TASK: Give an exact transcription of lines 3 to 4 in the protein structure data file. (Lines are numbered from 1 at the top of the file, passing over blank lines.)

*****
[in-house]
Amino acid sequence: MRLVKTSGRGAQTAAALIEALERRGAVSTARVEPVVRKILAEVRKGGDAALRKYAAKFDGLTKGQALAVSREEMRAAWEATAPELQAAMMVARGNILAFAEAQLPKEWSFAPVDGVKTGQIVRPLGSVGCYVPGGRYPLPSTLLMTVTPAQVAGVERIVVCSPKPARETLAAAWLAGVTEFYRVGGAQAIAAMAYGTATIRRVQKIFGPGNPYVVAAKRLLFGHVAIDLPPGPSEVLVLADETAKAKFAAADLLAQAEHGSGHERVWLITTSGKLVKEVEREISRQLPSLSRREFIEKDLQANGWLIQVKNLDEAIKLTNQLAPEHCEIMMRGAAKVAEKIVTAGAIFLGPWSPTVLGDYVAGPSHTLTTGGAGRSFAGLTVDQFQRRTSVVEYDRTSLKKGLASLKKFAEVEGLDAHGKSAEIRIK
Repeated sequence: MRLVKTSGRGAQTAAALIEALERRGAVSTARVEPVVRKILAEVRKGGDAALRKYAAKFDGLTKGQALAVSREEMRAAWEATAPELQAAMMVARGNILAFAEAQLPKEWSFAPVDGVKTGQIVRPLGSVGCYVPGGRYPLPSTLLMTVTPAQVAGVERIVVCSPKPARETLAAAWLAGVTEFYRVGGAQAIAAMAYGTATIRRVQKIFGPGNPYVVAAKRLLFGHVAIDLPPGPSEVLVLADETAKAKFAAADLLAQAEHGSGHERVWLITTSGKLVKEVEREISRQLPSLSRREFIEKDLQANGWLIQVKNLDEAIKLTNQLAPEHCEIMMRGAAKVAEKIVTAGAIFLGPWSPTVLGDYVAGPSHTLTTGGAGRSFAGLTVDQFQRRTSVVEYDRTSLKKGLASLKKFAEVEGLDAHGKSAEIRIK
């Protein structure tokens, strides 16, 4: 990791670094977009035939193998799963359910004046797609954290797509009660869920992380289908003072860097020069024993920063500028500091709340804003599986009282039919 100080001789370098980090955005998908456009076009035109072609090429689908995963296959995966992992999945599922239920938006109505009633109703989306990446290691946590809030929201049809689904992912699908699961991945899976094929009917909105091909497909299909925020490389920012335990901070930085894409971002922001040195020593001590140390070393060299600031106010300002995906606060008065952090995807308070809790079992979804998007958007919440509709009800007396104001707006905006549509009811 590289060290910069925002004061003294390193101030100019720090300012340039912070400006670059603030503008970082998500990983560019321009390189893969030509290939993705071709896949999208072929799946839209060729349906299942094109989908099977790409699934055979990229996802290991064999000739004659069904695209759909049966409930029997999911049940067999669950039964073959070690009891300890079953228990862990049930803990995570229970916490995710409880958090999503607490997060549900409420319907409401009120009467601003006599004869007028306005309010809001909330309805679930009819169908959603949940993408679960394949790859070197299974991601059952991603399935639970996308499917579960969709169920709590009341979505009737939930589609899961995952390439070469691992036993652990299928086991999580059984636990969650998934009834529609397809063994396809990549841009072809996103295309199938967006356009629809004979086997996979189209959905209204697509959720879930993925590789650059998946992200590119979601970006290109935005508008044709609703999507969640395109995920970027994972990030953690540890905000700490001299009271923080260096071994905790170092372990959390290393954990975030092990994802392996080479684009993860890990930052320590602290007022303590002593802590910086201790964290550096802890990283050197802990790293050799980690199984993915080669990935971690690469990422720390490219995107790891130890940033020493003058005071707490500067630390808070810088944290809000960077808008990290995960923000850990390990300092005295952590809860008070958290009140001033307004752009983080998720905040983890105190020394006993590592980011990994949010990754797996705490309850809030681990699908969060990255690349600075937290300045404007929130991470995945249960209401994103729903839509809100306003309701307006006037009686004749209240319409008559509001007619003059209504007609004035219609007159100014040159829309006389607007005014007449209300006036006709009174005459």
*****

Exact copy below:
Repeated sequence: MRLVKTSGRGAQTAAALIEALERRGAVSTARVEPVVRKILAEVRKGGDAALRKYAAKFDGLTKGQALAVSREEMRAAWEATAPELQAAMMVARGNILAFAEAQLPKEWSFAPVDGVKTGQIVRPLGSVGCYVPGGRYPLPSTLLMTVTPAQVAGVERIVVCSPKPARETLAAAWLAGVTEFYRVGGAQAIAAMAYGTATIRRVQKIFGPGNPYVVAAKRLLFGHVAIDLPPGPSEVLVLADETAKAKFAAADLLAQAEHGSGHERVWLITTSGKLVKEVEREISRQLPSLSRREFIEKDLQANGWLIQVKNLDEAIKLTNQLAPEHCEIMMRGAAKVAEKIVTAGAIFLGPWSPTVLGDYVAGPSHTLTTGGAGRSFAGLTVDQFQRRTSVVEYDRTSLKKGLASLKKFAEVEGLDAHGKSAEIRIK
């Protein structure tokens, strides 16, 4: 990791670094977009035939193998799963359910004046797609954290797509009660869920992380289908003072860097020069024993920063500028500091709340804003599986009282039919 100080001789370098980090955005998908456009076009035109072609090429689908995963296959995966992992999945599922239920938006109505009633109703989306990446290691946590809030929201049809689904992912699908699961991945899976094929009917909105091909497909299909925020490389920012335990901070930085894409971002922001040195020593001590140390070393060299600031106010300002995906606060008065952090995807308070809790079992979804998007958007919440509709009800007396104001707006905006549509009811 590289060290910069925002004061003294390193101030100019720090300012340039912070400006670059603030503008970082998500990983560019321009390189893969030509290939993705071709896949999208072929799946839209060729349906299942094109989908099977790409699934055979990229996802290991064999000739004659069904695209759909049966409930029997999911049940067999669950039964073959070690009891300890079953228990862990049930803990995570229970916490995710409880958090999503607490997060549900409420319907409401009120009467601003006599004869007028306005309010809001909330309805679930009819169908959603949940993408679960394949790859070197299974991601059952991603399935639970996308499917579960969709169920709590009341979505009737939930589609899961995952390439070469691992036993652990299928086991999580059984636990969650998934009834529609397809063994396809990549841009072809996103295309199938967006356009629809004979086997996979189209959905209204697509959720879930993925590789650059998946992200590119979601970006290109935005508008044709609703999507969640395109995920970027994972990030953690540890905000700490001299009271923080260096071994905790170092372990959390290393954990975030092990994802392996080479684009993860890990930052320590602290007022303590002593802590910086201790964290550096802890990283050197802990790293050799980690199984993915080669990935971690690469990422720390490219995107790891130890940033020493003058005071707490500067630390808070810088944290809000960077808008990290995960923000850990390990300092005295952590809860008070958290009140001033307004752009983080998720905040983890105190020394006993590592980011990994949010990754797996705490309850809030681990699908969060990255690349600075937290300045404007929130991470995945249960209401994103729903839509809100306003309701307006006037009686004749209240319409008559509001007619003059209504007609004035219609007159100014040159829309006389607007005014007449209300006036006709009174005459």